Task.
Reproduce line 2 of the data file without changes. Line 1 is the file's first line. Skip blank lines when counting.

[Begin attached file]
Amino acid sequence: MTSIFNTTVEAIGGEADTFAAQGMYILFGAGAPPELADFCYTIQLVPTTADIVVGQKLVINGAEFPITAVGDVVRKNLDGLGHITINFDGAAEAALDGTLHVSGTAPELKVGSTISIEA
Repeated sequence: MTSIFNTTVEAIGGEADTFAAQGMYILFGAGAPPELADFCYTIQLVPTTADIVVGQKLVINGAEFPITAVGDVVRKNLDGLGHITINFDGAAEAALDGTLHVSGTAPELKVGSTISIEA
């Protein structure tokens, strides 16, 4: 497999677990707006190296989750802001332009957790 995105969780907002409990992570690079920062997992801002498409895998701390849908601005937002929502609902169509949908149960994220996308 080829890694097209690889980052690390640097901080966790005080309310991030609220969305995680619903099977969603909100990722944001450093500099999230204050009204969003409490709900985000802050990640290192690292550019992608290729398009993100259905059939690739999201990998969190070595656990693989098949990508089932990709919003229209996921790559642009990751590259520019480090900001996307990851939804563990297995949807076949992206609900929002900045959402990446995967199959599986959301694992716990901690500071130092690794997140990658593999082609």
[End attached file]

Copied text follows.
Repeated sequence: MTSIFNTTVEAIGGEADTFAAQGMYILFGAGAPPELADFCYTIQLVPTTADIVVGQKLVINGAEFPITAVGDVVRKNLDGLGHITINFDGAAEAALDGTLHVSGTAPELKVGSTISIEA